1. Valentina Veselinović,
Republic of Srpska, Bosnia and Herzegovina
2. Aleksandra Grebenar, Medicinski fakultet Banja Luka , Republic of Srpska, Bosnia and Herzegovina
3. Sanja Gnjato, University of Banja Luka, Faculty of Medicine, Department of dentistry, Republic of Srpska, Bosnia and Herzegovina
4. Nataša Trtić, Republic of Srpska, Bosnia and Herzegovina
5. Tatjana Tepić-Milinović, JZU Zavod za stomatologiju, Banja Luka, Republic of Srpska, Bosnia and Herzegovina
6. Saša Marin, Medicinski fakultet Banja Luka, Save Mrkalja 14, 78000 Banja Luka, Republic of Srpska, Bosnia and Herzegovina
PEEK (polyetheretherketone) polymers filled with ceramic particles chart a new course in the development of biomaterials in implant prosthodontics. Conventional implant prosthodontics use titanium and its alloys as building materials. Modern aesthetic procedures have necessitated the introduction of ceramic materials as aesthetically acceptable materials. However, regardless of the good mechanic or aesthetic features of such materials, a major problem with respect to fixed dental implant reconstruction still remains – the problem of the loading or absorption of masticatory forces. Unlike the human tooth which has the periodontium that absorbs masticatory stress, pressure is transferred directly to the bone over rigidly adhered titanium or ceramic implant and restoration, without the possibility of absorption or compensation of excessive force.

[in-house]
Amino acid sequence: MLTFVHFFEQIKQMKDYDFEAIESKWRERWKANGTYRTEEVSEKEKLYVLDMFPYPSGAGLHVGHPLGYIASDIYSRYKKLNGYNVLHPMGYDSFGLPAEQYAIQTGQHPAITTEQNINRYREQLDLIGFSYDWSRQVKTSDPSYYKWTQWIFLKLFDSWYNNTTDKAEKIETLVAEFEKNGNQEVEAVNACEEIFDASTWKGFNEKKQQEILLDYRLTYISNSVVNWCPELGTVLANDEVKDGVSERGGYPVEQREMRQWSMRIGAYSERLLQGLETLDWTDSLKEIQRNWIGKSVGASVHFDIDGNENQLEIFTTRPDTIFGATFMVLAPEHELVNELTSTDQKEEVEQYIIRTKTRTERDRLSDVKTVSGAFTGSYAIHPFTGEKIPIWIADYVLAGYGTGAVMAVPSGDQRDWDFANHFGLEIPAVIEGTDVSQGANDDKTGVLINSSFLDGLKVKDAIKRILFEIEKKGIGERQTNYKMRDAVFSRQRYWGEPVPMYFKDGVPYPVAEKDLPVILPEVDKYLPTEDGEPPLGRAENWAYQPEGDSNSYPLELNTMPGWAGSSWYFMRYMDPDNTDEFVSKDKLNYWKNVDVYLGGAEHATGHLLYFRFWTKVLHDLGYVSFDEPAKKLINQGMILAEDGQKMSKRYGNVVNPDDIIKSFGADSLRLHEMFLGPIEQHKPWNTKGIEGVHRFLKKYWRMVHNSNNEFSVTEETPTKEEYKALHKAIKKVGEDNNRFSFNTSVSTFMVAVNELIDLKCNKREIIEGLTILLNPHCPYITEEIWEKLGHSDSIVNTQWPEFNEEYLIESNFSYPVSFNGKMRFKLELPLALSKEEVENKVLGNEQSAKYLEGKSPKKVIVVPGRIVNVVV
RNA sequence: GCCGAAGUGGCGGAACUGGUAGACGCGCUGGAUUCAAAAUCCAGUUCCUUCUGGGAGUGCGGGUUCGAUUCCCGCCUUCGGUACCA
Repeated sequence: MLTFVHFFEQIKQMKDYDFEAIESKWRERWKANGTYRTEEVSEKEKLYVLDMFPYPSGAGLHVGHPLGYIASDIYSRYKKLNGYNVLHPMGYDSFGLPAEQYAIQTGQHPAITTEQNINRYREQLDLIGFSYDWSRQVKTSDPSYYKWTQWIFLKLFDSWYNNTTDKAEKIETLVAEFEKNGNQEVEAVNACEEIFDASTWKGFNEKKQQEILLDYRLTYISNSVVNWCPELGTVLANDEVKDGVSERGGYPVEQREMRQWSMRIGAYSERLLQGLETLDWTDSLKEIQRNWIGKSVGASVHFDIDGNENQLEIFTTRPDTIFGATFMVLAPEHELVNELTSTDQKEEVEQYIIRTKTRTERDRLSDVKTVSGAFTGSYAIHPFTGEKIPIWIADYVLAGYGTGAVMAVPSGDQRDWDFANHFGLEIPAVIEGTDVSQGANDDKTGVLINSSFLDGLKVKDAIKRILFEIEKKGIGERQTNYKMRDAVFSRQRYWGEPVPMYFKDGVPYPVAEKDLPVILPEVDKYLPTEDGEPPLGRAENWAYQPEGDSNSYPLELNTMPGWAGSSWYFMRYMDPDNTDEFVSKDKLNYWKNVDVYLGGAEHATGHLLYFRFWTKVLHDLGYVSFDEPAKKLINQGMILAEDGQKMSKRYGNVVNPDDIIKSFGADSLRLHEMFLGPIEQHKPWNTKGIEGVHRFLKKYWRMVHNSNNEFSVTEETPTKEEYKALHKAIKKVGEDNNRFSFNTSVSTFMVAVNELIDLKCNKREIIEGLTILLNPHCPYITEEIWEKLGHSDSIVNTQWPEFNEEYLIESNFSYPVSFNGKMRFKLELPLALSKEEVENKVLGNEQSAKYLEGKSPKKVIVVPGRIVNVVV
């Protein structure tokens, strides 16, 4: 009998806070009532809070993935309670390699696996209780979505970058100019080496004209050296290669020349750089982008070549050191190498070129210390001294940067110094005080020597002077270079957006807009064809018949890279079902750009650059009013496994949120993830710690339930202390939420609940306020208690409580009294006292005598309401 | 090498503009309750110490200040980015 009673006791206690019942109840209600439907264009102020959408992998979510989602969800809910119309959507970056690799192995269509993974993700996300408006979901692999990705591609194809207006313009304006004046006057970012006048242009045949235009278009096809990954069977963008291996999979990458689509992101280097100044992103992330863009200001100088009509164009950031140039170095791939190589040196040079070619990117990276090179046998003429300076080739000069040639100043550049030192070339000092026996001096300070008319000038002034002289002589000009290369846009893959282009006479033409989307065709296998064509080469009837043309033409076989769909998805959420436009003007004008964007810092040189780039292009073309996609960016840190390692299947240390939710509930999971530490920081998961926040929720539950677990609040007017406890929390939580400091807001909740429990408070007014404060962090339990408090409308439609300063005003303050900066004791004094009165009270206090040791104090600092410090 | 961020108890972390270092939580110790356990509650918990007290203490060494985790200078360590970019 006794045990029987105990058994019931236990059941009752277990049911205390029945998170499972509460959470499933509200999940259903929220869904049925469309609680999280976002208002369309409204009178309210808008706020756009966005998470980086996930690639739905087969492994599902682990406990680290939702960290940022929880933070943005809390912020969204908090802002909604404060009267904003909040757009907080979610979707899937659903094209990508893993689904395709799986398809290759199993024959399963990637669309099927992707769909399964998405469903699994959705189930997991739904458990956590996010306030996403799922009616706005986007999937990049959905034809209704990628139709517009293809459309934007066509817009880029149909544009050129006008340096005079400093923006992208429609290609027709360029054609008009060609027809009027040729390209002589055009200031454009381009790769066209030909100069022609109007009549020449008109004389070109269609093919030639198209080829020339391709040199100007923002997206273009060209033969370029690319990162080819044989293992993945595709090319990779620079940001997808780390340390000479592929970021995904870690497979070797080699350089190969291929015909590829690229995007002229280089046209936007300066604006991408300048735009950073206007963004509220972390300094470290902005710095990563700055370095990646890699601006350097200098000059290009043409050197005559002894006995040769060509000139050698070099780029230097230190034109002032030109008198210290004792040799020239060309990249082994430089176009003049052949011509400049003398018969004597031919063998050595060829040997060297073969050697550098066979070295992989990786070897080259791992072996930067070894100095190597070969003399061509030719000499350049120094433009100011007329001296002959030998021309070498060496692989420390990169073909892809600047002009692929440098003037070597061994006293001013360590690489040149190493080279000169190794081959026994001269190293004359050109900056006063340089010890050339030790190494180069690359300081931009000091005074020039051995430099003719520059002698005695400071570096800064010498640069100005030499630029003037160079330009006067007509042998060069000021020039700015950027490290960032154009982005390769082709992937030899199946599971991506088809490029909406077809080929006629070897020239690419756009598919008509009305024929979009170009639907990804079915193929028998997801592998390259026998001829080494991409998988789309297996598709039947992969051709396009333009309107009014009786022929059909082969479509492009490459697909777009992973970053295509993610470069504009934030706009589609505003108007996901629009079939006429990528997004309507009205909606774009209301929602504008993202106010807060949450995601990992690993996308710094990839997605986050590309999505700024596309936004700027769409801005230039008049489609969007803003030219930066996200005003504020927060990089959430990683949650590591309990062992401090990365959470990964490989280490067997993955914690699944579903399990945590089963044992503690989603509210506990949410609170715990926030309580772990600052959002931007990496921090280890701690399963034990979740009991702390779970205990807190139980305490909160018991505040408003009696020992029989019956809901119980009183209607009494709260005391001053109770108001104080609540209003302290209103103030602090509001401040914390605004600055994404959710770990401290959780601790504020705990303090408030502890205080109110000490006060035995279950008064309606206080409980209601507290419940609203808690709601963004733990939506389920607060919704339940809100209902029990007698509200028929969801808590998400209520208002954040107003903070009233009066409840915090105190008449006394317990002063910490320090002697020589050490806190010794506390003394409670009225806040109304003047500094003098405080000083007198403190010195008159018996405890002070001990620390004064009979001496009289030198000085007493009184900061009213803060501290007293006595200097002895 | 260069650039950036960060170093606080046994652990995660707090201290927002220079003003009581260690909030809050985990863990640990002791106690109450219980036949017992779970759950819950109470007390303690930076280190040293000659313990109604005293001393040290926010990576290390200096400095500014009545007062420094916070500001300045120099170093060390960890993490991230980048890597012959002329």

The aforementioned problem triggered a new course of development in biomaterials in implant prosthodontics, namely, modified PEEK materials, the high performance polymers used to make implants and mobile and fixed restorations on them. Apart from high biocompatibility and ability to completely adhere to the human bone, these polymers have the mechanical characteristics very similar to those of the human bone – modulus of elasticity, torque and resistance to plastic deformation. Structures made of this material together with a human bone build a monoblock or a set of materials that behaves in the same manner under occlusal force. This prevents the occurrence of adverse stresses in the system itself, allows the absorption of masticatory forces and their adequate transfer to the peri-implant alveolar bone, which brings us significantly closer to the ideal strived for in the contemporary implant prosthodontics and contemporary dentistry in general – a true reproduction of a human tooth and its function. Apart from these features, the facts that modified PEEK polymers are not prone to plaque thanks to the compact structure of their materials and good polishing properties, are insoluble in oral liquids, do not react with other materials in the oral cavity, have a low allergenic potential and high aesthetic performances make them the future materials of choice in implant prosthodontics.
SIMPOZIJUM B - Biomaterijali i nanomedicina